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British Industrial History

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Colin Proud Fowler

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Colin Proud Fowler (1867-1903)

1867 Born in Stockton the son of John Fowler and his wife Mary Proud

1871 Living at 8 Bridge Street, Stockton: John Fowler (age 46 born Aberdeen), Civil Engineer. With his wife Mary Fowler (age 36 born Stockton) and their eight children; James Fowler (age 15 born Stockton); Mary E. Fowler (age 13 born Stockton); Dan P. Fowler (age 11 born Stockton); Alexander F. Fowler (age 8 born Stockton); John J. Fowler (age 6 born Stockton); Colin P. Fowler (age 4 born Stockton); Hannah Fowler (age 2 born Stockton); and Isabel Fowler (age 11 Months born Stockton). Three servants.[1]


1903 Obituary [2]

COLIN PROUD FOWLER, born on the 14th January, 1867, was the fourth son of the late John Fowler, Engineer to the Tees Conservancy Commissioners. He entered his father's office in 1883, and was employed on the River Tees until the end of 1888, when he went to York as Assistant on the Rivers Ouse and Foss Improvement Works.

In the latter part of 1890 he went to Preston as Assistant to his brother, A. F. Fowler, and was employed there on the Dock and River Works until 1895, when he was appointed General Superintendent and Resident Engineer to the Llanelly Harbour and Burry Navigation Commissioners. The position occupied by Mr. Fowler at Llanelly was a responsible and onerous one. He carried out training works on the Burry inlet, which have considerably improved the entrance at Llanelly Harbour ; and in conjunction with Sir Alexander Rendel, as Consulting Engineer, he acted as Engineer for the Llanelly Harbour Bill, 1896, and it was owing greatly to his ability and engineering knowledge of the locality that the Bill was successfully carried through both Houses of Parliament notwithstanding strong opposition.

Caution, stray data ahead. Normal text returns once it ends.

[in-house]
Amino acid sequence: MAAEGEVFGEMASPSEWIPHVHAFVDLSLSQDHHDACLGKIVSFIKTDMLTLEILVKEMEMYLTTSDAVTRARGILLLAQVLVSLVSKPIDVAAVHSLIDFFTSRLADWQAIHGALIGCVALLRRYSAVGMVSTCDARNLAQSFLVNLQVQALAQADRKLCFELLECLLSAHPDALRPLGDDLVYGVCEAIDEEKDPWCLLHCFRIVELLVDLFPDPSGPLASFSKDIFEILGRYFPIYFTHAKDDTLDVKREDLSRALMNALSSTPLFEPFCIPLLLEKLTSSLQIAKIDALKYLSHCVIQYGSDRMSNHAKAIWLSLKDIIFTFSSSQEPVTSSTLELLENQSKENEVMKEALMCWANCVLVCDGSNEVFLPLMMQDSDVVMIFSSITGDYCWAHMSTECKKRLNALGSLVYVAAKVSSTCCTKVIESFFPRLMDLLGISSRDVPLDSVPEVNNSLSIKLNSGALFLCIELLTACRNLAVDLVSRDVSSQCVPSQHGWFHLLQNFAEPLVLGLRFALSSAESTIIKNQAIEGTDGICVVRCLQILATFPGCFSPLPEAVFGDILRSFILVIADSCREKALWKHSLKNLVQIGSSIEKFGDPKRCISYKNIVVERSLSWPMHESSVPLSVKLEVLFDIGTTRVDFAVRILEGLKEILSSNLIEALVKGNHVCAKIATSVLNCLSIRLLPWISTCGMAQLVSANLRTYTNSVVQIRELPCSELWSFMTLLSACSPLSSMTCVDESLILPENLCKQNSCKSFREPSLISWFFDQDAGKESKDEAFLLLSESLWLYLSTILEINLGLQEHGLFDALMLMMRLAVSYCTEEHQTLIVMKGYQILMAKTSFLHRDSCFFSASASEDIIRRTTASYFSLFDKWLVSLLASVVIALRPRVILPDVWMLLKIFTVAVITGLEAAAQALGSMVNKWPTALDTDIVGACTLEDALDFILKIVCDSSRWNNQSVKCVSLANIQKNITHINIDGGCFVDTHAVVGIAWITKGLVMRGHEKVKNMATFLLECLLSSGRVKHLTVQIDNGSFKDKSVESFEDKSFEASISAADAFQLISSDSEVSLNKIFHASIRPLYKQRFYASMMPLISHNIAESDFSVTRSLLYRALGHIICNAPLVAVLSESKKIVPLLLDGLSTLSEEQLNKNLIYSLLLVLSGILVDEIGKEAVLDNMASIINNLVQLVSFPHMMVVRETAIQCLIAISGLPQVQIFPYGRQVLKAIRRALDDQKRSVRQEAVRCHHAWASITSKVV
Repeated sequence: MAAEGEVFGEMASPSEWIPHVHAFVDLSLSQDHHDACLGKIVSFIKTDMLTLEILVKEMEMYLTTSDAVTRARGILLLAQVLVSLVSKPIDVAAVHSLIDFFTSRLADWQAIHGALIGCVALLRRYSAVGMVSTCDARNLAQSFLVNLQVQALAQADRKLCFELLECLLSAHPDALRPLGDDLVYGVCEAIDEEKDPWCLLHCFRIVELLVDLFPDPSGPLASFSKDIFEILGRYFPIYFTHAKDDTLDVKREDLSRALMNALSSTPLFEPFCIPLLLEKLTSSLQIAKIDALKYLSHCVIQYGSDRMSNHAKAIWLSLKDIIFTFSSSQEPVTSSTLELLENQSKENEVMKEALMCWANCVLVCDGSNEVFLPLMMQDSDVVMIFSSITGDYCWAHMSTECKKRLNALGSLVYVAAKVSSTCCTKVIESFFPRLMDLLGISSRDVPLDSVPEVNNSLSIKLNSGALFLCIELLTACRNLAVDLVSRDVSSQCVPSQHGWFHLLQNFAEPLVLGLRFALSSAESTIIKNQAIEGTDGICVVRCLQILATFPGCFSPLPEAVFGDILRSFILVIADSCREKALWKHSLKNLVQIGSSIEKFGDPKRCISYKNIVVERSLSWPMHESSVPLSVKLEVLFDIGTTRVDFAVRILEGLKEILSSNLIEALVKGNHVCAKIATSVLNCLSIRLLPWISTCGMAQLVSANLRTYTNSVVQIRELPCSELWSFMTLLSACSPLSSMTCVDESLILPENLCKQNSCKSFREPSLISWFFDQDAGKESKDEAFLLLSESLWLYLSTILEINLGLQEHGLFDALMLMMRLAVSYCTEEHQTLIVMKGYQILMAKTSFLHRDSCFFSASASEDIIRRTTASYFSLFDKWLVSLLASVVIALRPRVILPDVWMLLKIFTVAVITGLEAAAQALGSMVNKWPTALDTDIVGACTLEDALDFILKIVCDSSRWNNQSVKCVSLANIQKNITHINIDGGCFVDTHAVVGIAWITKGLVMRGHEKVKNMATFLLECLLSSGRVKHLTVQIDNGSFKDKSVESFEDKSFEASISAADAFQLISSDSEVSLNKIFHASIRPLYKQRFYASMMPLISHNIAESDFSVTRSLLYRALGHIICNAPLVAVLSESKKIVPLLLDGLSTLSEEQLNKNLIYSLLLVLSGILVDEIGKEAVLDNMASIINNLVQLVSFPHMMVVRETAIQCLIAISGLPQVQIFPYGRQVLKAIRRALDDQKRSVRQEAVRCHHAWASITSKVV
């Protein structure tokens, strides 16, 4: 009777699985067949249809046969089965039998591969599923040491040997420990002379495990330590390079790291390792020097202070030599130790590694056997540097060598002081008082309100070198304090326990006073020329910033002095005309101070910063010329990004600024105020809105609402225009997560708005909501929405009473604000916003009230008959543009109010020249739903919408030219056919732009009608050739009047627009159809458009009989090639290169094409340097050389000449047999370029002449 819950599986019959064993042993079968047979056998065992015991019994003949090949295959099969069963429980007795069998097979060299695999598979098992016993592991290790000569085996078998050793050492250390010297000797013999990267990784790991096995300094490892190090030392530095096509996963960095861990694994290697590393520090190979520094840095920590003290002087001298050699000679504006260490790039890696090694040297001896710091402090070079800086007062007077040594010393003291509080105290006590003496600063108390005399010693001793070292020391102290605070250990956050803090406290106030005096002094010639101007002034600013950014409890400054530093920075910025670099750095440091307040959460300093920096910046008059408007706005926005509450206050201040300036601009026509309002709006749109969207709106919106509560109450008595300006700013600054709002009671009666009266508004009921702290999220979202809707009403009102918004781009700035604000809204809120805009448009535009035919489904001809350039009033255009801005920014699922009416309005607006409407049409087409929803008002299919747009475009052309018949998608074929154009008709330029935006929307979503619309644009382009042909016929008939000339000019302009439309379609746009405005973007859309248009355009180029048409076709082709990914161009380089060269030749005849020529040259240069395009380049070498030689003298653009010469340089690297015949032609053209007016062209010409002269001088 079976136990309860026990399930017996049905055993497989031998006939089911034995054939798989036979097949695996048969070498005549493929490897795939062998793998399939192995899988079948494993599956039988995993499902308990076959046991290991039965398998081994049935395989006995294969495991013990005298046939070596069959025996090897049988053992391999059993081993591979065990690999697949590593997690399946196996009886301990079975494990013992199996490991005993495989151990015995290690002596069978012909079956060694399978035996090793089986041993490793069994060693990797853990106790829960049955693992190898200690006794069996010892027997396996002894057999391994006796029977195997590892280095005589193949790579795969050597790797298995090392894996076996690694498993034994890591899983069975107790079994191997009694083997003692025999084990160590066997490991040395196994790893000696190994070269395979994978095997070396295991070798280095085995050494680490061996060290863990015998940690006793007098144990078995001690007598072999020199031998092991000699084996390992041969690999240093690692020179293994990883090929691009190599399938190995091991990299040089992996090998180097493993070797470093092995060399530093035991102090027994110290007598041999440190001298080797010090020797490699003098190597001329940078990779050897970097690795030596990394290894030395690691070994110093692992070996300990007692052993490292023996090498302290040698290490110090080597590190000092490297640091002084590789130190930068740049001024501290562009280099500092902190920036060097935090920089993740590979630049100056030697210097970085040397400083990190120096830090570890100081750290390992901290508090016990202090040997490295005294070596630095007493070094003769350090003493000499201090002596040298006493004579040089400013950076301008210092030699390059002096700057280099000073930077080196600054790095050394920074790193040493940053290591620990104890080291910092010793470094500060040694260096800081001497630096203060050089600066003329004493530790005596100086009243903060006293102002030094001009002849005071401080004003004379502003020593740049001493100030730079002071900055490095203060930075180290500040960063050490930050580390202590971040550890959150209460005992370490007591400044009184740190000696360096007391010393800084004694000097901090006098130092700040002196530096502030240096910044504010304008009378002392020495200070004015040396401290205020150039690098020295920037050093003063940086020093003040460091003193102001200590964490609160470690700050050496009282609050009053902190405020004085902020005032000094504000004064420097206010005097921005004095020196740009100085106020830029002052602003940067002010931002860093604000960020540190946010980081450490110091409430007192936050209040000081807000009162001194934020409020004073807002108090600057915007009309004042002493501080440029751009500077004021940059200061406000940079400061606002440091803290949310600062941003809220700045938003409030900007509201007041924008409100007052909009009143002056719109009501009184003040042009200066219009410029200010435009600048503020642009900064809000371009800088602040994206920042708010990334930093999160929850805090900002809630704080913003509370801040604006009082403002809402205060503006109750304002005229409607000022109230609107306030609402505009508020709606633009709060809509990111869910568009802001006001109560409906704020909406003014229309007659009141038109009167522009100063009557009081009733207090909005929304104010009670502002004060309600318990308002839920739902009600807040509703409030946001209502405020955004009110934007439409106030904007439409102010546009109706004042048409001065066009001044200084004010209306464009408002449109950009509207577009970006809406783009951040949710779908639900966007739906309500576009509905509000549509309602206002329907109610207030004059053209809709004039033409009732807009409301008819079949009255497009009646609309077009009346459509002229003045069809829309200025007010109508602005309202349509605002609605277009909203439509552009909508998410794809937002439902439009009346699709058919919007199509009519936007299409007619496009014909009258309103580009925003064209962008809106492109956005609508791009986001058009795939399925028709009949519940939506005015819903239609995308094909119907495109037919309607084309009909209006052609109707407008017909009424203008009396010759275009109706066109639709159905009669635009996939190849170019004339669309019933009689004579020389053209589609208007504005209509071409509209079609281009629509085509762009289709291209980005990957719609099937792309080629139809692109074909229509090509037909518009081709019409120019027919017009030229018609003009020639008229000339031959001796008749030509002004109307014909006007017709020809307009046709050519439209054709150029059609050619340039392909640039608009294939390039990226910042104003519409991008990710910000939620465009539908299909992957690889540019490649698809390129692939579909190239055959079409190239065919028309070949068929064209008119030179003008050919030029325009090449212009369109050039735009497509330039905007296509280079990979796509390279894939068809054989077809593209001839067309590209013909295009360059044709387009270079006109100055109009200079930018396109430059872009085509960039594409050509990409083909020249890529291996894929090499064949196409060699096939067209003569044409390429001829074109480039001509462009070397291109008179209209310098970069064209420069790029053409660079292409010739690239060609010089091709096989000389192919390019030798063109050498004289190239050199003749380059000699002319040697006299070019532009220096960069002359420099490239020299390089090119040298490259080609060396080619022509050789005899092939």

Mr. Fowler supervised the construction of the new dock and entrance at Llanelly until their practical completion in 1900. He was then appointed Engineer to the Hartlepool Harbour Commissioners.

Owing to ill-health he was compelled to resign this position in the summer of 1902, and his untimely death took place at Llanelly, where he had gone to assist the Harbour Commissioners in an arbitration, on the 23rd January, 1903. . . . [more]


1903 Obituary.[3]



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